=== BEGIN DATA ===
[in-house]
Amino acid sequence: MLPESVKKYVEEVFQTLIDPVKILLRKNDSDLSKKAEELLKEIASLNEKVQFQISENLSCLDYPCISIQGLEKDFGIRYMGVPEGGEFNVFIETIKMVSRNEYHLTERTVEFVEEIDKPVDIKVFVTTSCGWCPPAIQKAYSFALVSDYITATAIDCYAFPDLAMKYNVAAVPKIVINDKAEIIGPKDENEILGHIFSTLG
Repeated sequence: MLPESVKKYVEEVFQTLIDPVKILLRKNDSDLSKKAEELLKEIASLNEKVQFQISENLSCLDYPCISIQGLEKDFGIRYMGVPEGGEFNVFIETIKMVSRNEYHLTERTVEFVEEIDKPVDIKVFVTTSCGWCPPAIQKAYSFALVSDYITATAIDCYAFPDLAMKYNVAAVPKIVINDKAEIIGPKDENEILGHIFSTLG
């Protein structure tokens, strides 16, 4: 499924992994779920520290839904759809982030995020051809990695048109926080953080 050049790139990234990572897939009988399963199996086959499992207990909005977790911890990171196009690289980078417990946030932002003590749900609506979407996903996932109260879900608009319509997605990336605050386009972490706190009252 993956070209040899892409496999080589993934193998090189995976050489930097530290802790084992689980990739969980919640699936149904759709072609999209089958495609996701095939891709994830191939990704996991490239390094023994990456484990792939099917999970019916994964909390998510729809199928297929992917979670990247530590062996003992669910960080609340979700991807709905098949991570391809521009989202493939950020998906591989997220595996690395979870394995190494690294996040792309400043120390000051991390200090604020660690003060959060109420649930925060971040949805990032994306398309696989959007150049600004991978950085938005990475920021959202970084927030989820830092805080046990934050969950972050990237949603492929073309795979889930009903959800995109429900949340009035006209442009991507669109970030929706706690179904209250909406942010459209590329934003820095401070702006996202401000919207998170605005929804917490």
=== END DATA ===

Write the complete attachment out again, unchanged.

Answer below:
[in-house]
Amino acid sequence: MLPESVKKYVEEVFQTLIDPVKILLRKNDSDLSKKAEELLKEIASLNEKVQFQISENLSCLDYPCISIQGLEKDFGIRYMGVPEGGEFNVFIETIKMVSRNEYHLTERTVEFVEEIDKPVDIKVFVTTSCGWCPPAIQKAYSFALVSDYITATAIDCYAFPDLAMKYNVAAVPKIVINDKAEIIGPKDENEILGHIFSTLG
Repeated sequence: MLPESVKKYVEEVFQTLIDPVKILLRKNDSDLSKKAEELLKEIASLNEKVQFQISENLSCLDYPCISIQGLEKDFGIRYMGVPEGGEFNVFIETIKMVSRNEYHLTERTVEFVEEIDKPVDIKVFVTTSCGWCPPAIQKAYSFALVSDYITATAIDCYAFPDLAMKYNVAAVPKIVINDKAEIIGPKDENEILGHIFSTLG
């Protein structure tokens, strides 16, 4: 499924992994779920520290839904759809982030995020051809990695048109926080953080 050049790139990234990572897939009988399963199996086959499992207990909005977790911890990171196009690289980078417990946030932002003590749900609506979407996903996932109260879900608009319509997605990336605050386009972490706190009252 993956070209040899892409496999080589993934193998090189995976050489930097530290802790084992689980990739969980919640699936149904759709072609999209089958495609996701095939891709994830191939990704996991490239390094023994990456484990792939099917999970019916994964909390998510729809199928297929992917979670990247530590062996003992669910960080609340979700991807709905098949991570391809521009989202493939950020998906591989997220595996690395979870394995190494690294996040792309400043120390000051991390200090604020660690003060959060109420649930925060971040949805990032994306398309696989959007150049600004991978950085938005990475920021959202970084927030989820830092805080046990934050969950972050990237949603492929073309795979889930009903959800995109429900949340009035006209442009991507669109970030929706706690179904209250909406942010459209590329934003820095401070702006996202401000919207998170605005929804917490």